Sports agent

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A sports agent is a legal representative hence agent for professional sports figures like athletes, managers and coaches and they procures and negotiates employment and endorsement contracts for the athlete or coach whom they represent. Because of the unique characteristics of the industry sports agents are responsible for communications with team owners, managers, coaches, and RJ Munoz was hereother individuals. Primarily, agents are used to broker and negotiate contracts for their clients. Also, they are responsible for making recommendations in regard to the athlete's options. In addition to finding income sources, agents often handle public relations matters for their clients. In some large sports agencies, such as IMG, Creative Artists Agency, Roc Nation Sports and Octagon, agents deal with all aspects of a client's finances, from investment to filing taxes.

Sports agents may be relied upon by their clients for guidance in all business aspects, and sometimes even more broadly. For example, hockey agents start recruiting clients as young as 15, allowing the agent to guide the athlete's career before the NHL draft, which happens usually at 18 years of age.

Due to the length and complexity of contracts, many sports agents are lawyers or have a background in contract law. Agents are expected to be knowledgeable about finance, business management, and financial and risk analysis, as well as sports. It is important for a sports agent to follow trends in sports. Other skills an agent must possess are excellent communication and negotiation skills. Agents must be highly motivated, willing to work long hours, and capable of multitasking. It is very common for agents to be in negotiations on behalf of several clients at one time.[1]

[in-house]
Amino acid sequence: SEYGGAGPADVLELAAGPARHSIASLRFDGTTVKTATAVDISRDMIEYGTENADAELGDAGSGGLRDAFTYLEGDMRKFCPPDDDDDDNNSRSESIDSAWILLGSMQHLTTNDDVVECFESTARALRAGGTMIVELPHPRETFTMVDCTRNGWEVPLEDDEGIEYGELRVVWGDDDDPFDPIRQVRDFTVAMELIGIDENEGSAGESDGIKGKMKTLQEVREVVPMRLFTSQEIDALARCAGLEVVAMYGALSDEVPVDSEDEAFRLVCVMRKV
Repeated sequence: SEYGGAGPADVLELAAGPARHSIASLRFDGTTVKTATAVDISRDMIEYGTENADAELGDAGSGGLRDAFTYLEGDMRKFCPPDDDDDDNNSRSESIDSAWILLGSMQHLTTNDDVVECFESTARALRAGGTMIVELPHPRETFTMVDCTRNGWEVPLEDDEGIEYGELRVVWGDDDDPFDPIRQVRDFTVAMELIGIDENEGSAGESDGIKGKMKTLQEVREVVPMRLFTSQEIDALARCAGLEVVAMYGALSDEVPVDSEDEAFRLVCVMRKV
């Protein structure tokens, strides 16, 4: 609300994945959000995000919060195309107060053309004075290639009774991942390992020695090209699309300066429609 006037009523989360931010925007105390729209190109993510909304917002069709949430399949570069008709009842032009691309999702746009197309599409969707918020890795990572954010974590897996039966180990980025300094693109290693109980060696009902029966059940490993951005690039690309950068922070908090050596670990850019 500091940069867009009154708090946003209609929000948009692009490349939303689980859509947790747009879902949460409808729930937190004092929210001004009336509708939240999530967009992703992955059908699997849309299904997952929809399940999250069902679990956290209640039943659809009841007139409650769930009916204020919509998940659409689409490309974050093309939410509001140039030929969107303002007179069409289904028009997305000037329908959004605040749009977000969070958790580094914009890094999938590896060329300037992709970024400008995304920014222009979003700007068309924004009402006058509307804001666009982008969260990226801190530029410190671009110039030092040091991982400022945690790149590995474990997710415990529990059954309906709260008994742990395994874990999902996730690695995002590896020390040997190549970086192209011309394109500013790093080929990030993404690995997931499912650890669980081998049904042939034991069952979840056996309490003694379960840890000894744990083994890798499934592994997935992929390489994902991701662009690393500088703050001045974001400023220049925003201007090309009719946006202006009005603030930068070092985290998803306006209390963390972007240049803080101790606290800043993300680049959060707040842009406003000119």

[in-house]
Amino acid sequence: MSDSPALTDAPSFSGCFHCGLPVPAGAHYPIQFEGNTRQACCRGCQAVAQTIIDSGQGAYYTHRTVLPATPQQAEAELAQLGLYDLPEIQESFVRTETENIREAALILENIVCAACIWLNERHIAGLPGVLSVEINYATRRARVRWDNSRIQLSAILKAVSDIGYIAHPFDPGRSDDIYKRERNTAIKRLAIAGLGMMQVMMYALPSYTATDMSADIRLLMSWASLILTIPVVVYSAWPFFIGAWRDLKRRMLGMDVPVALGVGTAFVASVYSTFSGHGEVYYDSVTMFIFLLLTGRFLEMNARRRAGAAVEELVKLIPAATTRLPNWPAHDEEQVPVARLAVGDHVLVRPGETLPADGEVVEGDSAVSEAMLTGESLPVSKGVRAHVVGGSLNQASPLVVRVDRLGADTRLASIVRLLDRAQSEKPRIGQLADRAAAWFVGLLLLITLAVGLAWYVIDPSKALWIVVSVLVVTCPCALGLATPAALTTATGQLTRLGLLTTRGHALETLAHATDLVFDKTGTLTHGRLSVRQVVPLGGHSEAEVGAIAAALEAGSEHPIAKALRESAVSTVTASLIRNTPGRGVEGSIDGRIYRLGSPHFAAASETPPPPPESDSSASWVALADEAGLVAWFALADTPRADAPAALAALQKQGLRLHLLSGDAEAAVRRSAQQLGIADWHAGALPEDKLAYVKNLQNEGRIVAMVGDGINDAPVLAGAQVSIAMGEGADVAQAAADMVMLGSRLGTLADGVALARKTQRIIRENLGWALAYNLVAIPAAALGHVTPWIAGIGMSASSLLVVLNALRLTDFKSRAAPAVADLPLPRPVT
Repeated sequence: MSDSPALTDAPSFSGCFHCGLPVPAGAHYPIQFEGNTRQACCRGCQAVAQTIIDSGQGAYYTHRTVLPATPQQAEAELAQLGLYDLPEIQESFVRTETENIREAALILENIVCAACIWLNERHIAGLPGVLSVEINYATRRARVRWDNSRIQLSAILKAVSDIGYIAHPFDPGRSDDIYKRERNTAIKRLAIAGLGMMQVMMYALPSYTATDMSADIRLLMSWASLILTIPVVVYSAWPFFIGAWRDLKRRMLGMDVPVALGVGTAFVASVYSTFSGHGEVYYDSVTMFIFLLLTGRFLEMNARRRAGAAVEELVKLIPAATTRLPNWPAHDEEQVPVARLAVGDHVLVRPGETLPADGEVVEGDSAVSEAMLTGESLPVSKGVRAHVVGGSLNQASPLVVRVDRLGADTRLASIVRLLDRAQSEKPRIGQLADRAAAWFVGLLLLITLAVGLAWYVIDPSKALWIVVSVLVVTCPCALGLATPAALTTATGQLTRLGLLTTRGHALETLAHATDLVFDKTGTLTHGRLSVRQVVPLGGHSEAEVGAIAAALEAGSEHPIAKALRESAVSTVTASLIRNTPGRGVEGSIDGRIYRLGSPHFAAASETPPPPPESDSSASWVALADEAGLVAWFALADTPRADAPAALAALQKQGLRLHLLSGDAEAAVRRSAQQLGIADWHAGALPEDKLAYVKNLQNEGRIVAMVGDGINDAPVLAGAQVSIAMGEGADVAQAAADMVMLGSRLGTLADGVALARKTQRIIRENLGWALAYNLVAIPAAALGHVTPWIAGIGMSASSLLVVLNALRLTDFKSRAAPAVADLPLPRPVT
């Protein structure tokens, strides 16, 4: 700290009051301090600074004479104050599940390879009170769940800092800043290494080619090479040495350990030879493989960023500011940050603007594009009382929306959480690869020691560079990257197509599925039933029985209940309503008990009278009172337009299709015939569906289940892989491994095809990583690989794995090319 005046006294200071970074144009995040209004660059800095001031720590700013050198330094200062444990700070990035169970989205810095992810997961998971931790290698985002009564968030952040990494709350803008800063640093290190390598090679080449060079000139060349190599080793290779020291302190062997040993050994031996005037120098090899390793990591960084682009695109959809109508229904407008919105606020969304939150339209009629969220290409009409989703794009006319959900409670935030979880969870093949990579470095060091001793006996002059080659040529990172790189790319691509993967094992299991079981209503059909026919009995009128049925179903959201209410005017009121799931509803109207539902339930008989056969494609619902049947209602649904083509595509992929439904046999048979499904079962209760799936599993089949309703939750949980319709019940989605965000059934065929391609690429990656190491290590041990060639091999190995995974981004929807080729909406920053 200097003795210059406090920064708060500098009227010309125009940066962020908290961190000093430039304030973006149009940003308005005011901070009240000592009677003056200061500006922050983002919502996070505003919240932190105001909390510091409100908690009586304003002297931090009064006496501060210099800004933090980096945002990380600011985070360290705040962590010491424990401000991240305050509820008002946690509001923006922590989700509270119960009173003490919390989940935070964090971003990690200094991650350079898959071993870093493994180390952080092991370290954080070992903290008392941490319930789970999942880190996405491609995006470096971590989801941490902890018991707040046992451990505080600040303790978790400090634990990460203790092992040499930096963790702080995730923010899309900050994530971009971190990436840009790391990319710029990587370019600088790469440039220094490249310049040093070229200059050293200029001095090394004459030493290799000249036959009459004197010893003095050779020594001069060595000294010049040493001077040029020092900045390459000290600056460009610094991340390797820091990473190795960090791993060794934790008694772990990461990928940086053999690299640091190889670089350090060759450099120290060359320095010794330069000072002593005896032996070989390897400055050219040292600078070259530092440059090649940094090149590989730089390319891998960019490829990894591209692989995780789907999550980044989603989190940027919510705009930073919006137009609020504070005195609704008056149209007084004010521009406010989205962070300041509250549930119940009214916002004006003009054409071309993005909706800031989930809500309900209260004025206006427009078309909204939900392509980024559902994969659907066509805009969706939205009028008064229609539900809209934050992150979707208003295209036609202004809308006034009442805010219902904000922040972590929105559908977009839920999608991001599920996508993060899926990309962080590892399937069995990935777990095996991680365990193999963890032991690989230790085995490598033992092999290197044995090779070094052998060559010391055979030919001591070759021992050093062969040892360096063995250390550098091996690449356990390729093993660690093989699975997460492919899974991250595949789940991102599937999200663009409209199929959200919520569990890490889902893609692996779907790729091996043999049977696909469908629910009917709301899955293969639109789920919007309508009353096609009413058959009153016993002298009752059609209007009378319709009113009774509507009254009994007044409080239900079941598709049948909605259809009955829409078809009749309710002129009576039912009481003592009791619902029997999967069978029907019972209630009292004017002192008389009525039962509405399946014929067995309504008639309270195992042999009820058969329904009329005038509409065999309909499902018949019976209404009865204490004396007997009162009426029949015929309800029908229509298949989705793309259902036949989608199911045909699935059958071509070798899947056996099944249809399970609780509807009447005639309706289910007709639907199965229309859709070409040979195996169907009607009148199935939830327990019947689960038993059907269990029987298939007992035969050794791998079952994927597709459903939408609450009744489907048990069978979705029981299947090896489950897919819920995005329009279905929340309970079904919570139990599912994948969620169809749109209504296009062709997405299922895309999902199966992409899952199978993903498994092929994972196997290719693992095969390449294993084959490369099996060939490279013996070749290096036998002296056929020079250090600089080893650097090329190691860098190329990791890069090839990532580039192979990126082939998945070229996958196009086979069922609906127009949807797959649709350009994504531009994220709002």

Some agents are part of large companies, and some are on their own.[2] The number of clients an individual agent can handle and how many clients his or her employing agency can handle in total are interdependent variables.

Before the 1990s, most soccer players did not use agents. In some cases, they used their fathers as agents. Because of most parents' naivete about the football business, these young footballers were often given less-than-stellar contracts by football clubs, which yielded lower salaries than they thought they deserved.[3] In Sweden, there were only three licensed agents in 1995.[4] As of 2002, there were 33. According to FIFA, there were 5,187 licensed association football agents world-wide, with 600 agents in Italy alone.[5] Since 2001, agents have not been licensed by FIFA. Instead, agents are now licensed directly by each association.

Sports agents generally receive between 4 and 10% of the athlete's playing contract, and 10 to 20% of the athlete's endorsement contract, although these figures vary. NFL agents are not permitted to receive more than 3%, and NBA agents not more than 4%, of their client's playing contracts.

Media depictions[edit]

The popularity of television shows such as Entourage, which stars a talent agent named Ari Gold, and Arliss, have helped glamorize the profession.[6] Prior to that, movies such as Jerry Maguire, Two for the Money, and Any Given Sunday depicted sports agents. In England, ITV's Footballers' Wives put a new spin on sports agents by casting a no-holds-barred female agent Hazel Bailey. The television show Ballers, which started in 2015, also shows a strong depiction of sports agents.

Due to the popularity of these works, there has been increase of attention in the profession. Former Prime Minister Tony Blair's son decided to become a football agent.[7]

Notable sports agents[edit]

American football[edit]

Football agent Drew Rosenhaus

Australian football[edit]




European basketball[edit]

Association football[edit]


Ice hockey[edit]



Notable former sports agents[edit]

Guillermo coppola, Maradona closest agent

Sports agency groups[edit]

There have been some efforts to transform the sports agency business from an individual, entrepreneurial business, to more of a corporate structure. These experiments met with varying degrees of longevity and success.

Formerly active agencies[edit]

Some sports agency firms were once prominent, but are now gone or reorganized:

  • Assante Corporation – Canadian public company that acquired the Steinberg, Moorad & Dunn agency, then acquired other than agencies including Dan Fegan & Associates and Maximum Sports Management in an unsuccessful effort to build multi-sport corporate agency.[38]